Abstract: Cet article présente les contributions théoriques et empiriques récentes à la littérature macroéconomique qui remettent en question l'hypothèse d’information parfaite. En prenant en compte les frictions informationnelles rencontrées par les agents économiques, il est possible d'expliquer certaines des régularités empiriques qui ne peuvent pas être expliquées par le cadre standard des anticipations rationnelles avec information parfaite. À titre d’exemple, nous montrons que l’estimation du signe, de l’ampleur et de la persistance des effets des politiques monétaires et budgétaires peuvent varier lorsque l’on prend en compte les frictions informationnelles auxquelles sont confrontés les acteurs économiques.
    Keywords: Frictions informationnelles; Information imparfaite; Politiques économiques
    Date: 2017–12
  17. By: Watanabe, Minoru; Miyake, Yusuke; Yasuoka, Masaya
    Abstract: Considering the sustainability of social security in an aging society with fewer children, income growth and population growth are important factors. With a decrease in income growth or population growth, social security transfers such as pension benefits cannot be provided. The intergenerational social security benefit is being reassessed in some OECD countries. In Japan, social security benefits for younger people are small because of an aging society. This paper presents description of an unemployment model with a minimum wage and social security benefits and presents examination of how unemployment benefits for the younger people affect income growth, fertility, and welfare. The results described herein demonstrate that unemployment benefits raise the capital stock and income level per capita. Therefore, this benefit should be provided to maintain the tax revenue for social security. Moreover, this benefit can increase social welfare.
    Keywords: Minimum wage, Social security, Unemployment
    JEL: E24 H55 J64
    Date: 2018–04–12
  18. By: Adriana Ocejo
    Abstract: We study the problem of utility maximization from terminal wealth in which an agent optimally builds her portfolio by investing in a bond and a risky asset. The asset price dynamics follow a diffusion process with regime-switching coefficients modeled by a continuous-time finite-state Markov chain. We consider an investor with a Constant Relative Risk Aversion (CRRA) utility function. We deduce the associated Hamilton-Jacobi-Bellman equation to construct the solution and the optimal trading strategy and verify optimality by showing that the value function is the unique constrained viscosity solution of the HJB equation. By means of a Laplace transform method, we show how to explicitly compute the value function and illustrate the method with the two- and three-states cases. This method is interesting in its own right and can be adapted in other applications involving hybrid systems and using other types of transforms with basic properties similar to the Laplace transform.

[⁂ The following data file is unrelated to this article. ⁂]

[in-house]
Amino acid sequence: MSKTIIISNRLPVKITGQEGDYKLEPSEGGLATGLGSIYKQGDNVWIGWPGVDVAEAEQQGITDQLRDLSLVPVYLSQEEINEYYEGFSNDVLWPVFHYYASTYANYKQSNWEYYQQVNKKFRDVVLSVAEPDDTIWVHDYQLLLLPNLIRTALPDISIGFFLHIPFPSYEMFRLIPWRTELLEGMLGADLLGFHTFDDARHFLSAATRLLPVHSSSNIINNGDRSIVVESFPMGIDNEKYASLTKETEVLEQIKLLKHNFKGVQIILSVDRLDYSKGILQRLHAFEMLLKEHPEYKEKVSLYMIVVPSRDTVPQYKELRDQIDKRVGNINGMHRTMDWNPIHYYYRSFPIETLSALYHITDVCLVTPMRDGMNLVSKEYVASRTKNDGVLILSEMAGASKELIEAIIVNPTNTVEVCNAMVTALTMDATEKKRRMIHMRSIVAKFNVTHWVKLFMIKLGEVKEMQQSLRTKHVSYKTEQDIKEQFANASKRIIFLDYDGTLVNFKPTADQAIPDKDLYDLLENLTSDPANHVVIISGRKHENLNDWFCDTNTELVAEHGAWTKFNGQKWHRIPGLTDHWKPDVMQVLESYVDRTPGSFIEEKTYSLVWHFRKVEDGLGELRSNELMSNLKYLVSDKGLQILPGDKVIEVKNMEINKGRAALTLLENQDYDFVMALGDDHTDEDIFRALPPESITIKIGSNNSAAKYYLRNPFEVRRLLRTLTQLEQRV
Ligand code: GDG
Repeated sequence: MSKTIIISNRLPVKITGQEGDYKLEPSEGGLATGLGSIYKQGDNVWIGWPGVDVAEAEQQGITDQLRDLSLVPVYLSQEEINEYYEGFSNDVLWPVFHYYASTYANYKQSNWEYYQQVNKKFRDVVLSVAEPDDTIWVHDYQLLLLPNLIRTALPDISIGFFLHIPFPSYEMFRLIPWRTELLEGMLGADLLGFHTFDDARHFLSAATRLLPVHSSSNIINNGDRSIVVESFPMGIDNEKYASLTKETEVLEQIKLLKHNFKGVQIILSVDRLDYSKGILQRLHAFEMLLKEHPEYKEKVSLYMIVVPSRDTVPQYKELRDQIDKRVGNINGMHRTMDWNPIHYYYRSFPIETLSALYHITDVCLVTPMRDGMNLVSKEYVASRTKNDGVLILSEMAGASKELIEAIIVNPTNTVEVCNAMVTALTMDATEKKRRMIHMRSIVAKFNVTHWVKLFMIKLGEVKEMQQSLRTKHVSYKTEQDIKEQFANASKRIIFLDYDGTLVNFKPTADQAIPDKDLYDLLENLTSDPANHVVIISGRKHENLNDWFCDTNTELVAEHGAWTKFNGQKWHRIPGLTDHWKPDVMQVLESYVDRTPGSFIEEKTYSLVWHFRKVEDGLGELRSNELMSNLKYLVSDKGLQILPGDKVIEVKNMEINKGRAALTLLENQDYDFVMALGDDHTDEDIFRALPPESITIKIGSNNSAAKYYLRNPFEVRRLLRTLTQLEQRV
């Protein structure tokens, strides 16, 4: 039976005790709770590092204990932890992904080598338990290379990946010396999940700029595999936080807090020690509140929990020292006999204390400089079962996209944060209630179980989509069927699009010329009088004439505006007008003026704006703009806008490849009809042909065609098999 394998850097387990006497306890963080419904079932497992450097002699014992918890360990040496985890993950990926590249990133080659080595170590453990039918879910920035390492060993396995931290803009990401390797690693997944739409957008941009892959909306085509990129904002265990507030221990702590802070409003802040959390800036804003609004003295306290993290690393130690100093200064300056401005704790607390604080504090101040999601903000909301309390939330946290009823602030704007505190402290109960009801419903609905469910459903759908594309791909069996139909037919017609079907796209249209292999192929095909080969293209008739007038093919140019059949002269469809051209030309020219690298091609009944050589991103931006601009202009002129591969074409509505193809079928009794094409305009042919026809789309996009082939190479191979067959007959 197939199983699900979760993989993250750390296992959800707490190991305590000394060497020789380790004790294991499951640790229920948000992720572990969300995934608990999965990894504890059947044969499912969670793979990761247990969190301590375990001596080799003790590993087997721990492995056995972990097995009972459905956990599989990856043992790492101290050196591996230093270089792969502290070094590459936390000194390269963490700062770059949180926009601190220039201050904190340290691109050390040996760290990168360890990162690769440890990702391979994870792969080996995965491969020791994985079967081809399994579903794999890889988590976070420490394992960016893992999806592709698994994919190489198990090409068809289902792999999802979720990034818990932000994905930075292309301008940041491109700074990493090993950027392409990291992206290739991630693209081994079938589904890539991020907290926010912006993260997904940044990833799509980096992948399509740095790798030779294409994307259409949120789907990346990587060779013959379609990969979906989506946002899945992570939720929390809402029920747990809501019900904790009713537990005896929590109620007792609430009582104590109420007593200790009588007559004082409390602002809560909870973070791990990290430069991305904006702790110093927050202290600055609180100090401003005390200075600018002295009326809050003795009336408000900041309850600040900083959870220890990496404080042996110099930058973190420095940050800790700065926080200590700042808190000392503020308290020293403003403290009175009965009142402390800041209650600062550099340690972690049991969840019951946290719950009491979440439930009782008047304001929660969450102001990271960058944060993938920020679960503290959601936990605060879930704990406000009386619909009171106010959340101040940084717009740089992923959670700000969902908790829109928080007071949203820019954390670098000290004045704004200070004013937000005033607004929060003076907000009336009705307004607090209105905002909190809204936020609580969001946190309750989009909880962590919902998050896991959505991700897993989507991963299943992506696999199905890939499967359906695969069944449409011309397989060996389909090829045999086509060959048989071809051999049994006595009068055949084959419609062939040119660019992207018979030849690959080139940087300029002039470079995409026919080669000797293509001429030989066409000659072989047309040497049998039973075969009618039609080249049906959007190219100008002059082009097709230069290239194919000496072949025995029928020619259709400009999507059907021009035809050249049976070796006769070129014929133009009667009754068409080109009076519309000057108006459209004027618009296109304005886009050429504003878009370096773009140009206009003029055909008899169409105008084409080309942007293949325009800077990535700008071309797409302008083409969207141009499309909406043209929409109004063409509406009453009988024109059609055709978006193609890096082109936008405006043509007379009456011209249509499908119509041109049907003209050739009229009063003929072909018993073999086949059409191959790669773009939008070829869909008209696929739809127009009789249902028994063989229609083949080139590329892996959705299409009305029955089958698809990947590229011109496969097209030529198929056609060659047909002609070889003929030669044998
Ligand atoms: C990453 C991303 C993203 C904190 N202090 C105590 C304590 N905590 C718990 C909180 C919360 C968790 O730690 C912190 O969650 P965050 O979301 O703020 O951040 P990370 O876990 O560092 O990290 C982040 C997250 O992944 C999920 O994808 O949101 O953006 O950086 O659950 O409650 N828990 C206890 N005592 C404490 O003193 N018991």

Date: 2018–04
  19. By: del Río, Fernando
    Abstract: I develop a neoclassical growth model in which the government accumulates contestable social infrastructure. In this framework, both a more accountable and more fairness governance encourages governmental accumulation of social infrastructure which fosters productivity. According to the calibrated model, for a country in the lower decile of the distribution of the index of social infrastructure, improving governance fairness by one standard deviation increases, on average, social infrastructure by 84% and GDP per worker by around 38%. However, the quantitative impact of improving governance accountability on social infrastructure and productivity is negligible.
    Keywords: Governance, productivity, rent-seeking, social infrastructure.
    JEL: O10 O43 O47
    Date: 2018–04–16
  20. By: Philippe Bacchetta; Elena Perazzi
    Abstract: A monetary reform is submitted for vote to the Swiss people in 2018. The Sovereign Money Initiative proposes that all sight deposits should be controlled by the Swiss National Bank (SNB) and that the SNB could distribute its additional resources. While a sovereign money reform would clearly a ect the structure of the banking sector, it would also have macroeconomic implications, in particular because it transfers resources from banks to the central bank. The objective of this paper is to analyze these macroeconomic implications using a simple infinite-horizon open-economy model calibrated to the Swiss economy. While we consider several policy experiments, we find that there is a key trade-o between a reduction in distortionary labor taxes and an increase in the opportunity cost of holding money. However, in the proposed Swiss reform it is this latter cost that dominates and we find that the reform unambiguously lowers welfare.
    Date: 2018–04